You use the 404 extensively live. Is it also a big part of your production process?
I use it live, just because I don’t really need to do anything to the backing tracks on stage, and it’s very portable and I can carry it with me. It’s proven itself to be very convenient, time and time again. I actually don’t really use it in the studio anymore unless I’m trying to change the pace. Even then, I don’t use it in conjunction with FL Studio. I use it if I need a more portable set-up or if I just have a bunch of records on me, or sometimes I’ll record something onto my phone and then sample that into the 404. But it’s really just a fun alternative for me now, rather than something I use seriously anymore. I still make a lot of cool beats on it, but I don’t really put them out because I want to be careful about not oversaturating or overindulging people that want to listen to my music—I don’t want to drown them in the things I’m putting out. So I have a lot of music in reserve that’s made in alternative ways, and maybe it will come out, maybe it won’t.
Does that approach apply to most of the hardware in your studio—using the pieces as a means to spark ideas, which you then record and manipulate on the computer?
A lot of the hardware stuff I use in conjunction with FL. I sometimes program drums on the MPC, or chop up a sample on the MPC because it feels more natural. It’s all there because I like to approach every song differently, so whatever strikes inspiration, I’ll use. I really don’t have a method.
After finishing Rap Album One and moving your studio into this room, have there been any particular pieces of gear or themes in your music that you’ve gravitated towards?
Well, when I first moved in here, I made the third mixtape, [Cassette 3,] and I made that in about a month in this room. I feel a lot of positive and creative energy in this room, and when I get the chance to work in here, there aren’t really any blocks; it’s a very unadulterated [workflow]. I make a lot of beats in here, kind of bare-bones stuff. I imagine I’ll have to go somewhere else if I want to flesh something out, because the way I work in this room is that I’ll have so many ideas that I’ll start something and then pretty quickly jump to something else. I haven’t really fleshed out too many songs in here at this point.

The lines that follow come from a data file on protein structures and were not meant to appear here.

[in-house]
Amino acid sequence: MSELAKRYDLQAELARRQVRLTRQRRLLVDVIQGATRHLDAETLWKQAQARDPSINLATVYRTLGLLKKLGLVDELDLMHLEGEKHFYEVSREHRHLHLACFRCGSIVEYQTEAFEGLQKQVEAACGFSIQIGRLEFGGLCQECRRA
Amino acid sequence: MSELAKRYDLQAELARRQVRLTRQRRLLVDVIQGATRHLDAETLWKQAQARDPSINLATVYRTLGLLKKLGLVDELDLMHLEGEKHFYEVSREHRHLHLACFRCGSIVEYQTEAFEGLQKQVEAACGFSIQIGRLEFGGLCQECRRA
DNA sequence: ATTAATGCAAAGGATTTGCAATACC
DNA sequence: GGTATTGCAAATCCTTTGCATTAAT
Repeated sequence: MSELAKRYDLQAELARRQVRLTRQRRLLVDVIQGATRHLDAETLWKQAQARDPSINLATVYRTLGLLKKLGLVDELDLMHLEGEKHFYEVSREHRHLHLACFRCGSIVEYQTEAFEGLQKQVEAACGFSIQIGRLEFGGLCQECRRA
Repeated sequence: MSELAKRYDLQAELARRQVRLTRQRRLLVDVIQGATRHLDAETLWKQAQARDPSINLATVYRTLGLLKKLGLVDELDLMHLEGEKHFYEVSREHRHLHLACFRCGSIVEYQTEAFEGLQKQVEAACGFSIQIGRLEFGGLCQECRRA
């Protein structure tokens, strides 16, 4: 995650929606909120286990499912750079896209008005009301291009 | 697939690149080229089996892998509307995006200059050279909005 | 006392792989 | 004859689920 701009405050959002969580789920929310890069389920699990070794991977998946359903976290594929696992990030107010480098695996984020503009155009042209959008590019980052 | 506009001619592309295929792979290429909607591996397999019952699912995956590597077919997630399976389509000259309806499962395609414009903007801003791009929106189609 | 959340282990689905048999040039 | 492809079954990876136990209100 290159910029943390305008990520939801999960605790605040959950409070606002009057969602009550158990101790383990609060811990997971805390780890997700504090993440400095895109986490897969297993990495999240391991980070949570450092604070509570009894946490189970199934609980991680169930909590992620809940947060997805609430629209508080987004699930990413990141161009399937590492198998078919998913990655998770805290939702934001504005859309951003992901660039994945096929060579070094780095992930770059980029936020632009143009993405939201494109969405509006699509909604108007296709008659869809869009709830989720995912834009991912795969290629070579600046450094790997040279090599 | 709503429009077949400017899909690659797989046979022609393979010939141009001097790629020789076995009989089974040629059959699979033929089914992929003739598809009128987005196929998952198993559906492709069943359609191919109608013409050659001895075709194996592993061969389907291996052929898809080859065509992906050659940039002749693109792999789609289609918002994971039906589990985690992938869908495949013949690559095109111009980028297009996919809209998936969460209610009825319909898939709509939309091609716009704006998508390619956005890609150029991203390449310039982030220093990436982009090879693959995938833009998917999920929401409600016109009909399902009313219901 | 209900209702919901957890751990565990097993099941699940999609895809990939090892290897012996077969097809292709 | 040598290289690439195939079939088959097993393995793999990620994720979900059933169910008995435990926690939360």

Still, it’s fair to say that a lot of your music is not necessarily bare bones, but definitely efficient and to the point. Is that something you consciously work towards while making beats, maintaining a sort of minimal aesthetic?
Well, I always work on something until it’s done, and sometimes maybe that’s only three or four elements. To me, some of the best music consists of only three, four, or five elements, and I really try to pick elements that are going to work and stand up for themselves. I feel like as long as you choose your parts carefully, they’ll do their job and you don’t need any leftover stuff. I feel like a lot of people aren’t confident in what they are putting into their music, so they try to hide that by putting 99 different things into a song. There are definitely a lot of people that can do that successfully too, but the way I’ve gone about it over the years, I just seem to end up making things that are more minimal.
When you work on new beats, are you always producing with a vocal in mind?
Most of the music I make nowadays is for vocals. The notion of making instrumental music doesn’t entice me anymore. Maybe it will in the future, but at this point right now, it doesn’t. I’m really not making stuff just to play out. I’m making beats to utilize in my own music, which is very vocally based at this point. That’s just kind of where I’m at.